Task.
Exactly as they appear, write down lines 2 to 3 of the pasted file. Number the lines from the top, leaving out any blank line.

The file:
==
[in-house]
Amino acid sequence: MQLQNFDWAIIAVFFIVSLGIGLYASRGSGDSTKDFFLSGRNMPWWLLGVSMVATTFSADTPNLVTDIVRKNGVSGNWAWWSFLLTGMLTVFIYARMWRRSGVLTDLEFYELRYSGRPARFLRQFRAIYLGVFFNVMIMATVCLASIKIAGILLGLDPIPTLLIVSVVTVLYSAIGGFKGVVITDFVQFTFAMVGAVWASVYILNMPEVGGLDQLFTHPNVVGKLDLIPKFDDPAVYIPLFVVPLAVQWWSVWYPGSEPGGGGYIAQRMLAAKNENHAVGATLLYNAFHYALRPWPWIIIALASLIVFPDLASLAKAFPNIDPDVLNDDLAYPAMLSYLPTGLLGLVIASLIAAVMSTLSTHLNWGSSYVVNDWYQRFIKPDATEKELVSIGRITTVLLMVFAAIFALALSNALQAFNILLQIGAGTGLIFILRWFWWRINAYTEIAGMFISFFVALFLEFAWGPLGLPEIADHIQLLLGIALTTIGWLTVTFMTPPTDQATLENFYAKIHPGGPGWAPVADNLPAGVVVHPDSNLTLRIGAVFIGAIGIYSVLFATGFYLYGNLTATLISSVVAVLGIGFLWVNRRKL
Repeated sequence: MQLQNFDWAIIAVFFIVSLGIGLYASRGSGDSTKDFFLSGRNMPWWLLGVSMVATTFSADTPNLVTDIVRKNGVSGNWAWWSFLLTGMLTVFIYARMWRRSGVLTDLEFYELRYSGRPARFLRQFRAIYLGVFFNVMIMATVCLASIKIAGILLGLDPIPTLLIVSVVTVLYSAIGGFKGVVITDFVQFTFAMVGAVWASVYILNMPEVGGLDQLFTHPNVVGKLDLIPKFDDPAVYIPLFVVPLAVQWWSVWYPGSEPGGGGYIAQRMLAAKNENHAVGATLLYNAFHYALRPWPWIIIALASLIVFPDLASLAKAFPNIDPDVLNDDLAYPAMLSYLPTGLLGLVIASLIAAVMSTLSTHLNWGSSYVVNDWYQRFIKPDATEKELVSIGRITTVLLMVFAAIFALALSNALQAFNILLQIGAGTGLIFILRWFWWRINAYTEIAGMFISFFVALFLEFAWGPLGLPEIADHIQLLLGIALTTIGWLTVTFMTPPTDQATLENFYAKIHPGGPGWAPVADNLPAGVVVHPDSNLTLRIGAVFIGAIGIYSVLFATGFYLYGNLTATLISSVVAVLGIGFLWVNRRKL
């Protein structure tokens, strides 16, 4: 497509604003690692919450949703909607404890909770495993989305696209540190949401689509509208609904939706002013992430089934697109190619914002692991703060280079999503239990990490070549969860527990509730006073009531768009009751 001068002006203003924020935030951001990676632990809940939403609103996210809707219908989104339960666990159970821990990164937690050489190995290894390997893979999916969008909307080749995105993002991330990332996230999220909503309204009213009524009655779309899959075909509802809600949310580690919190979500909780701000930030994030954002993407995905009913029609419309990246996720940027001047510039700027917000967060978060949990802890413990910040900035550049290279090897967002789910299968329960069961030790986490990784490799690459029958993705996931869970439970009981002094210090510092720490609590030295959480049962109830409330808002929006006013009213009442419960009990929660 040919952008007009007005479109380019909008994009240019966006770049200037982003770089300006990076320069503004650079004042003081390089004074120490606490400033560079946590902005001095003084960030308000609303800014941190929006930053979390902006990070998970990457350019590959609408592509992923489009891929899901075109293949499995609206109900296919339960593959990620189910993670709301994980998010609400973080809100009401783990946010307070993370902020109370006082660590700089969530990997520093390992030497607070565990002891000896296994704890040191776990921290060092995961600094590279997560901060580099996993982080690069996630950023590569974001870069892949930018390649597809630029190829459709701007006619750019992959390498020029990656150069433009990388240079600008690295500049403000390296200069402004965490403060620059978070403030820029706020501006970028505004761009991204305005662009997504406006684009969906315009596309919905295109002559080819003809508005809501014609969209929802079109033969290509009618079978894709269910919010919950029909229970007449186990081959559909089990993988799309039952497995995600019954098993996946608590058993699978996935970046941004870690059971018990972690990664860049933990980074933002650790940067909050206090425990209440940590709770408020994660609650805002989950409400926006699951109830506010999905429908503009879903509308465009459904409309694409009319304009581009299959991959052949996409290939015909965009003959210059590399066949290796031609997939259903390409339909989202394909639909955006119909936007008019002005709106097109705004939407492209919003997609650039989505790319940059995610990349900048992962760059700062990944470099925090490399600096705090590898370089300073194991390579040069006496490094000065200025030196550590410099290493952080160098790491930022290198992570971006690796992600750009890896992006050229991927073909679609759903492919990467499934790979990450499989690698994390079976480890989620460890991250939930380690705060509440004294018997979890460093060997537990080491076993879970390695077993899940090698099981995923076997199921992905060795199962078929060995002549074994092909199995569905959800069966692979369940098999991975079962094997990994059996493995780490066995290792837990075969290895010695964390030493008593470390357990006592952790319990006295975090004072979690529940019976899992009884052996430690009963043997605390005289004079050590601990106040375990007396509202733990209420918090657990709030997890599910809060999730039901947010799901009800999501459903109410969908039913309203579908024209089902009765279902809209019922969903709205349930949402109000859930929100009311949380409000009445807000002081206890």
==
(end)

Amino acid sequence: MQLQNFDWAIIAVFFIVSLGIGLYASRGSGDSTKDFFLSGRNMPWWLLGVSMVATTFSADTPNLVTDIVRKNGVSGNWAWWSFLLTGMLTVFIYARMWRRSGVLTDLEFYELRYSGRPARFLRQFRAIYLGVFFNVMIMATVCLASIKIAGILLGLDPIPTLLIVSVVTVLYSAIGGFKGVVITDFVQFTFAMVGAVWASVYILNMPEVGGLDQLFTHPNVVGKLDLIPKFDDPAVYIPLFVVPLAVQWWSVWYPGSEPGGGGYIAQRMLAAKNENHAVGATLLYNAFHYALRPWPWIIIALASLIVFPDLASLAKAFPNIDPDVLNDDLAYPAMLSYLPTGLLGLVIASLIAAVMSTLSTHLNWGSSYVVNDWYQRFIKPDATEKELVSIGRITTVLLMVFAAIFALALSNALQAFNILLQIGAGTGLIFILRWFWWRINAYTEIAGMFISFFVALFLEFAWGPLGLPEIADHIQLLLGIALTTIGWLTVTFMTPPTDQATLENFYAKIHPGGPGWAPVADNLPAGVVVHPDSNLTLRIGAVFIGAIGIYSVLFATGFYLYGNLTATLISSVVAVLGIGFLWVNRRKL
Repeated sequence: MQLQNFDWAIIAVFFIVSLGIGLYASRGSGDSTKDFFLSGRNMPWWLLGVSMVATTFSADTPNLVTDIVRKNGVSGNWAWWSFLLTGMLTVFIYARMWRRSGVLTDLEFYELRYSGRPARFLRQFRAIYLGVFFNVMIMATVCLASIKIAGILLGLDPIPTLLIVSVVTVLYSAIGGFKGVVITDFVQFTFAMVGAVWASVYILNMPEVGGLDQLFTHPNVVGKLDLIPKFDDPAVYIPLFVVPLAVQWWSVWYPGSEPGGGGYIAQRMLAAKNENHAVGATLLYNAFHYALRPWPWIIIALASLIVFPDLASLAKAFPNIDPDVLNDDLAYPAMLSYLPTGLLGLVIASLIAAVMSTLSTHLNWGSSYVVNDWYQRFIKPDATEKELVSIGRITTVLLMVFAAIFALALSNALQAFNILLQIGAGTGLIFILRWFWWRINAYTEIAGMFISFFVALFLEFAWGPLGLPEIADHIQLLLGIALTTIGWLTVTFMTPPTDQATLENFYAKIHPGGPGWAPVADNLPAGVVVHPDSNLTLRIGAVFIGAIGIYSVLFATGFYLYGNLTATLISSVVAVLGIGFLWVNRRKL